This is what Sheffield parents need to know about the uniform rules schools have the power to enforceÂ
As pupils settle into a new school year, here is what parents in Sheffield need to know about the uniform rules the city's schools have the power to enforce.Â
The first day back at school after the summer break always takes some adjusting to.
But for some students the return has been met with seemingly harsh punishments for breaking strict school uniform rules.
What does the law say about school uniform policies?
A school is entitled to have rules requiring pupils to wear a school uniform and can discipline those who don't comply.
What powers do schools have?
A school is entitled to have rules requiring pupils to wear a school uniform, and can discipline those who don't comply, Hannah Parsons, principal associate solicitor at DAS Law, explains.
However, schools are expected to consider a reasonable request to vary the uniform policy '“ and must take care to ensure that any policy does not lead to discrimination, particularly on the grounds of gender, race, disability, religion or sexual orientation.
The Department for Education's guidance strongly encourages schools to have a uniform and recommends in its guidance that governing bodies should take into account the views of both parents and pupils when making decisions.
Can schools send pupils home?
Every maintained school has its own behaviour and discipline policy, which can allow for pupils to be disciplined if they breach the uniform and appearance rules.
Any punishment a school gives should be in line with its published behaviour policy, says Parsons.
Where there is a breach of the uniform policy, guidance states the head teacher (or someone authorised by the head teacher) can ask a pupil to go home to recitfy the clothing breach.
The school is expected to carefully consider whether this action is appropriate, taking into account the child's age, vulnerability, the ease and time it will take the pupil, and the availability of the child's parents.
This is classed as an authorised absence, not an exclusion, unless the pupil continues to breach the policy to avoid staying in school, or takes longer than necessary to make the change.
The Secretary of State's statutory guidance on exclusions states pupils should only be excluded for breaches of the school's behaviour policy when they have committed a serious breach.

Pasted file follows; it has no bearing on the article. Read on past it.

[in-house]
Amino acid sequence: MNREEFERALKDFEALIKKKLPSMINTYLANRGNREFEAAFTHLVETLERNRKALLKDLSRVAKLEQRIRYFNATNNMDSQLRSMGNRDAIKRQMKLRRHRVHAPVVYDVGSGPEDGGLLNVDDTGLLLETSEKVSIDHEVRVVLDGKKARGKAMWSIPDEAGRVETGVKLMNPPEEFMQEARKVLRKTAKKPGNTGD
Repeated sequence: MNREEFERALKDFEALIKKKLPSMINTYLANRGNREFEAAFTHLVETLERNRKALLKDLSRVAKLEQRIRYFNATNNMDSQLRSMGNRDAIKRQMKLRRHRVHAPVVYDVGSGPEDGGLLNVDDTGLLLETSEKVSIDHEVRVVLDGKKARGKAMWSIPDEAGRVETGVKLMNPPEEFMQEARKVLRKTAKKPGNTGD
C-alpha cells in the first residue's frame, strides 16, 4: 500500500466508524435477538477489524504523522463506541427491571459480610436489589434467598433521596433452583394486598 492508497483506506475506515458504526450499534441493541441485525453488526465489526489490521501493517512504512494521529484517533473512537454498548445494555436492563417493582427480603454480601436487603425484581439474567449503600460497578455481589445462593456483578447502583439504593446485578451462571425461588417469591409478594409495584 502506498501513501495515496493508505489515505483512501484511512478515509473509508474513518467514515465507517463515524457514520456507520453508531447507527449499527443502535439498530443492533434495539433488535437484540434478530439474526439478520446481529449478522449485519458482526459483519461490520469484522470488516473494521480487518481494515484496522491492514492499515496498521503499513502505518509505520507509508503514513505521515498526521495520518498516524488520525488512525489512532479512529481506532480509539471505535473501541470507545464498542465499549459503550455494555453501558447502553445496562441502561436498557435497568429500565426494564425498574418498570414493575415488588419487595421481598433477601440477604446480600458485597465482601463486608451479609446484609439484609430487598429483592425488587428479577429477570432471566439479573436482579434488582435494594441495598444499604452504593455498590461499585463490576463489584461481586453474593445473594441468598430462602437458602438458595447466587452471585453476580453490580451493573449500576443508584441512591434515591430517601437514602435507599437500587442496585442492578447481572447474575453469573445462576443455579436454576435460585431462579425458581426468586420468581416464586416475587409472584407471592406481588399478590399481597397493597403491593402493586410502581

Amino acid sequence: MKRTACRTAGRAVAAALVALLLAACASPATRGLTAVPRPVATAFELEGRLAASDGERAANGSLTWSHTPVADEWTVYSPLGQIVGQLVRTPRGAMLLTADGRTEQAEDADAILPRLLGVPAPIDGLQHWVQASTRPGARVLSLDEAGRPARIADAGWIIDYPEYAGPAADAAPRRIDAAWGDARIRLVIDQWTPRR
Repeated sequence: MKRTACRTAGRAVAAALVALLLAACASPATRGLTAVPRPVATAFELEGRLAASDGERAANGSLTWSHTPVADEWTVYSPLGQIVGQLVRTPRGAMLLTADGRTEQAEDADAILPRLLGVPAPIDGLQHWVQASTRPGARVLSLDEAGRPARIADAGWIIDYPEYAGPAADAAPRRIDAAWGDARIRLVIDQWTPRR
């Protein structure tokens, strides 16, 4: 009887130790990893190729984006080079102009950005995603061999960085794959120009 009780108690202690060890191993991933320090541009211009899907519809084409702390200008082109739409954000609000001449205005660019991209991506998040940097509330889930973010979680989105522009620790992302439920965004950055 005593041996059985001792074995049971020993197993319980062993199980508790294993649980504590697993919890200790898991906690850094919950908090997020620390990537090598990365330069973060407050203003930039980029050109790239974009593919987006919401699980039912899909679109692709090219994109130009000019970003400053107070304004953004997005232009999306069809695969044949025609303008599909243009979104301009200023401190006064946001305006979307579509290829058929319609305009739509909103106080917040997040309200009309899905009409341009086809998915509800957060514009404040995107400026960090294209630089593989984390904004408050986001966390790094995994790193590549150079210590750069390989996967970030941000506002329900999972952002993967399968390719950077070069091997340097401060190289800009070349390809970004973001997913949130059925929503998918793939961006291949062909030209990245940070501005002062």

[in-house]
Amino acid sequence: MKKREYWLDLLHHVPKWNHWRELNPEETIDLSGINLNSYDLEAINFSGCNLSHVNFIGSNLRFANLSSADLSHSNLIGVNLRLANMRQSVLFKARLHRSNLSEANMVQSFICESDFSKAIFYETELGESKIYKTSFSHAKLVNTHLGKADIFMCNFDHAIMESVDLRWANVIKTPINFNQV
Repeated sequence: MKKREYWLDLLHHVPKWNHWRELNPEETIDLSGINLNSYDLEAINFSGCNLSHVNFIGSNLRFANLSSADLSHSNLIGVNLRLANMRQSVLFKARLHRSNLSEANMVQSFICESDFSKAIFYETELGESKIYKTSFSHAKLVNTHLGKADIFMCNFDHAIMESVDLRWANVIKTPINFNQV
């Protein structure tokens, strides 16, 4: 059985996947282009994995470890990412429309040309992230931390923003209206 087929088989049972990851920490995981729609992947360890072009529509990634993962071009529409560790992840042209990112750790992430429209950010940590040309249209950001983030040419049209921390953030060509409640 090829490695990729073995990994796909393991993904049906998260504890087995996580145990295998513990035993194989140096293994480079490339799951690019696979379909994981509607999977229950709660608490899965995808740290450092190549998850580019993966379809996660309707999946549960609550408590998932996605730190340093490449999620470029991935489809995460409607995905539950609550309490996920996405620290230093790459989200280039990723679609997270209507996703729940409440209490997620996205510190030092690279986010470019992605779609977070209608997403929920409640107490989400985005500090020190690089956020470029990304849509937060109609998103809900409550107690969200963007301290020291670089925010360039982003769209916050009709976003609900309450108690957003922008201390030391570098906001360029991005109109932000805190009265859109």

Uniform breaches are usually considered minor disciplinary matters, but in some instances of repeated and persistent failures exclusion may be justified. Schools are expected to consider reasonable requests to vary their uniform policy
WhatÂ rights do parents have to appeal a school decision?
Whenever a school uniform policy is in place, a school is expected to consider reasonable requests to vary the policy, particularly when this is made to meet the needs of individual pupils to accommodate their religion or belief, ethnicity, disability or other special consideration.
Disputes about school uniform should be resolved locally and in accordance with the school's complaints policy.
School governing bodies must have a complaints procedure to deal with issues about school uniform and governors are expected to consider reasonable requests for flexibility to accommodate social and cultural circumstances.
School procedures for dealing with complaints are usually initally addressed to the member of staff responsible, followed by the head of department and the head teacher.
The next step would be to put the complaint in writing to the chair of governors.
Once the internal complaints and appeal process has been exhausted, the Department for Education can deal with complaints about schools. Some students have received harsh punishments for breaking strict school uniform rules on their return after summer
What other appearance rules apply?
As well as having rules on school uniform, schools are also entitled to enforce rules regarding appearance, providing these are reasonable and in accordance with its disciplinary policy.
It is common for schools to make rules regarding the wearing of jewellery, particularly in PE lessons, and the rules may require the jewellery to be removed.
Many schools set out a specific policy for dealing with the situation where recently pierced earrings cannot be removed for PE lessons and make provision for children to be given another related task.
The school's policy will often draw attention to the requirement regarding earrings, suggesting that any ear piercing takes into account the school policy.